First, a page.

Byline: Amelia A. Hart, Nassau Neighbors staff writer
When Ken Bass of Callahan learned he needed a kidney transplant, a twist of fate brought him Doris Smith.
Smith, of west Jacksonville, says God simply put her in the right place at the right time. Bass says he'll always be thankful.
"You can never say thank you enough," Bass said Monday, less than a month after the successful transplant. "From now until eternity, I can never say thank you enough."
Bass was first diagnosed with focal segmental glomerulosclerosis, or FSGS, 15 years ago. FSGS affects the kidneys' ability to filter waste products from blood.
FSGS forced NBA star Alonzo Mourning to retire in November. Mourning received a kidney from a cousin in December.
Through a regime of medication, Bass was able to slow the deterioration of his kidneys and maintain an active life. He not only continued working as supervisor of the Florida Air National Guard's jet engine shop at Jacksonville International Airport, he consistently passed the physical tests required of Guard members.
But Bass knew there was a possibility that someday he would have to undergo dialysis or have a transplant.
Smith first met Bass and his family three years ago when she began attending the First United Methodist Church of Callahan.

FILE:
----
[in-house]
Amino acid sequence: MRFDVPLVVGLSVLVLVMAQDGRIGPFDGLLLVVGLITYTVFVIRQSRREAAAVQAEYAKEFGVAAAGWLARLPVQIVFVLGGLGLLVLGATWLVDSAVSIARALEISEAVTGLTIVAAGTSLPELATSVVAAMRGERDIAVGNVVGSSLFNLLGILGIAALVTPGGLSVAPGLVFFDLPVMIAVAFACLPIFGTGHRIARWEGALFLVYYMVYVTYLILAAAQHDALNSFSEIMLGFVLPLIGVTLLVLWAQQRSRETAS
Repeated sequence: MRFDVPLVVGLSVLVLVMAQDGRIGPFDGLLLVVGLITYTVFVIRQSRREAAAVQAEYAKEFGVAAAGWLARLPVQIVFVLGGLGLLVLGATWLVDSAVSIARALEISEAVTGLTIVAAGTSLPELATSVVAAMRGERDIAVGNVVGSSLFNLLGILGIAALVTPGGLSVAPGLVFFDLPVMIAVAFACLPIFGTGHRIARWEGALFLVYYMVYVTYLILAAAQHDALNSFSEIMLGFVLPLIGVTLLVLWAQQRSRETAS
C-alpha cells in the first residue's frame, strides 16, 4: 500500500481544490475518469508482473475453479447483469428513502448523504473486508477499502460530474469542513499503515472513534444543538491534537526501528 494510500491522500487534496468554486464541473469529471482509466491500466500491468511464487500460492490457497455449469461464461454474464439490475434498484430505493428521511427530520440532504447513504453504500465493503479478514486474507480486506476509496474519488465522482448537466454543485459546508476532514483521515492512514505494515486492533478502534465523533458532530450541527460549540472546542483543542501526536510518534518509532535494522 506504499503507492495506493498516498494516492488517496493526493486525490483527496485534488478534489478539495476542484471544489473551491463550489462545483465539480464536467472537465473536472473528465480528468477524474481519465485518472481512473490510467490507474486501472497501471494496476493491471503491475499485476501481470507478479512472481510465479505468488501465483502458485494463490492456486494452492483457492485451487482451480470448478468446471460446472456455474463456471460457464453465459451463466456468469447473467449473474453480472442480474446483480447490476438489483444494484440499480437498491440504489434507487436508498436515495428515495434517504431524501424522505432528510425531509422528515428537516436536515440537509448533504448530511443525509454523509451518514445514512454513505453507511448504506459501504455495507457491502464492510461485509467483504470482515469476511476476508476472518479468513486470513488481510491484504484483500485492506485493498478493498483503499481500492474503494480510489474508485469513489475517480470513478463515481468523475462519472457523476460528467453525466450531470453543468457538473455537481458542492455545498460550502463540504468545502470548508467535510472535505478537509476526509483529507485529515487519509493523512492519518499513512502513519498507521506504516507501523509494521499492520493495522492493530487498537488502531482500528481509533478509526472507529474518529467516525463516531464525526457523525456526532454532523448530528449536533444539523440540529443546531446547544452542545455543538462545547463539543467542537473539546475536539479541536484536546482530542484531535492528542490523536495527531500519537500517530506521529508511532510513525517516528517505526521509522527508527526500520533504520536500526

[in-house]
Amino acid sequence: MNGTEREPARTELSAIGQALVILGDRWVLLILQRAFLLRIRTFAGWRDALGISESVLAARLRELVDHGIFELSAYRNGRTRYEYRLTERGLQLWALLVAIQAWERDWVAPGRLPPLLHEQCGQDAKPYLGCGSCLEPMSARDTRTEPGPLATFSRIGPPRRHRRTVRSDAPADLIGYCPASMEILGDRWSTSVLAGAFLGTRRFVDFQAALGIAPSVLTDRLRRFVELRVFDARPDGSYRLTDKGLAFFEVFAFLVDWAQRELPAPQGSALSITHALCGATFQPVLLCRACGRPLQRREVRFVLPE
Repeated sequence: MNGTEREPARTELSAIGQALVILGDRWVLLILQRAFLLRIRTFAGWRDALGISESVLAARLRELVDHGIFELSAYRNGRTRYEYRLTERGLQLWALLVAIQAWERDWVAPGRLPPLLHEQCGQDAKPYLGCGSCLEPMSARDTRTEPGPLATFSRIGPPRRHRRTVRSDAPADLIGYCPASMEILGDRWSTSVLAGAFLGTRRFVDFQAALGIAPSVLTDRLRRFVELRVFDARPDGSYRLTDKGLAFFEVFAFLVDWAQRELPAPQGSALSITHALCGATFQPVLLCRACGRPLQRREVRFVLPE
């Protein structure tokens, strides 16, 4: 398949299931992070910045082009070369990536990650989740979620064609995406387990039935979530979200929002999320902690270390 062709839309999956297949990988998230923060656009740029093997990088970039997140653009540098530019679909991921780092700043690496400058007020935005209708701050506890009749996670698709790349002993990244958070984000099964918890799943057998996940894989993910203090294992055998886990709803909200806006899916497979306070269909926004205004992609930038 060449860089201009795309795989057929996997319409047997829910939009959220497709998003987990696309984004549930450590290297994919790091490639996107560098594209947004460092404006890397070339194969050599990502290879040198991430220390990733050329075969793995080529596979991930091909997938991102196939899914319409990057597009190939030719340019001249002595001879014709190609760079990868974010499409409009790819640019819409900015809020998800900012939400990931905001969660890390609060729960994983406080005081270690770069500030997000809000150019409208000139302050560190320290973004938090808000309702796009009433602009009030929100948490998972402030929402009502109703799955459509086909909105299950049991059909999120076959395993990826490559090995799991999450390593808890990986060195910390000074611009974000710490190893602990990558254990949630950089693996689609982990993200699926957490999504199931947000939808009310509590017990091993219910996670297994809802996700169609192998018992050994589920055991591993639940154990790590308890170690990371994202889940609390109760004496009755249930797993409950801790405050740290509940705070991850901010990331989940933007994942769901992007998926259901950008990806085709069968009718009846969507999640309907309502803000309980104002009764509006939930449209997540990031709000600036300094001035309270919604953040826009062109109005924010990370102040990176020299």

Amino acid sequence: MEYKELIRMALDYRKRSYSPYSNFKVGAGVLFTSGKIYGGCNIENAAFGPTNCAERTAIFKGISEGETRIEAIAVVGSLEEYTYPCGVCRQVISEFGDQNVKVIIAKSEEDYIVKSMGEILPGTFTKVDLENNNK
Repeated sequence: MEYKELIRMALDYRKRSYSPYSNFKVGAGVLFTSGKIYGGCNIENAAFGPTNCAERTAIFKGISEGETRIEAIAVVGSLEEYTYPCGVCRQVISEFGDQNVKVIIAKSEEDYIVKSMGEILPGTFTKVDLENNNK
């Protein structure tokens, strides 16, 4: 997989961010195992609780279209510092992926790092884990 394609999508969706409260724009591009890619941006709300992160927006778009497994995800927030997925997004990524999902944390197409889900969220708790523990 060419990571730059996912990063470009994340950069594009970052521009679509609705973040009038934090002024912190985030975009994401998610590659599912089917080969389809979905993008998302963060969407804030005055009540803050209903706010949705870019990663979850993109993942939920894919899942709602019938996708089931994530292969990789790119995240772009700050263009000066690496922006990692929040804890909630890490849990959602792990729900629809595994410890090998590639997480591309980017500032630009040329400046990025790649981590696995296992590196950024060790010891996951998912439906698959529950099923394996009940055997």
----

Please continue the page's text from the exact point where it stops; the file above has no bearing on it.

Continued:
She was working for a woman who needed help getting her mother, a recent stroke victim, to church.
Although Smith hadn't been to church in years, she offered to take her boss' mother to services, which turned out to be at Bass' church, First United. Smith said she liked attending the church so much she eventually offered to take the woman in her care to Sunday school, as well.
It was during Sunday school about two years ago that Smith overheard Bass' wife, Susie, say her husband probably would need a transplant one day. Smith said she immediately knew she was destined to help him.
"I knew it for a couple of years," Smith said. "It had to come from God. I just knew it right then. I was going to do it."
Bass' condition eventually worsened, and his kidney function dropped to 6.1 percent. Patients with 5 percent function usually go on dialysis, which is a lifelong treatment.
Bass' doctor determined he would be a good candidate for a kidney transplant, which would remove the need for dialysis, so he referred him to the Jacksonville Transplant Center at Shands Jacksonville. Bass' immediate family members were eliminated as potential donors for various reasons, so he was put on a waiting list.
Center director Thomas Peters said doctors at the center perform 50 to 60 kidney transplants annually, but with 200 people on the center's current waiting list there's always a need for more donors. Another 300 are being evaluated for transplants, Peters said.
Nationally, more than 59,000 people are waiting for a kidney, according to the Organ Procurement and Transplantation Network. …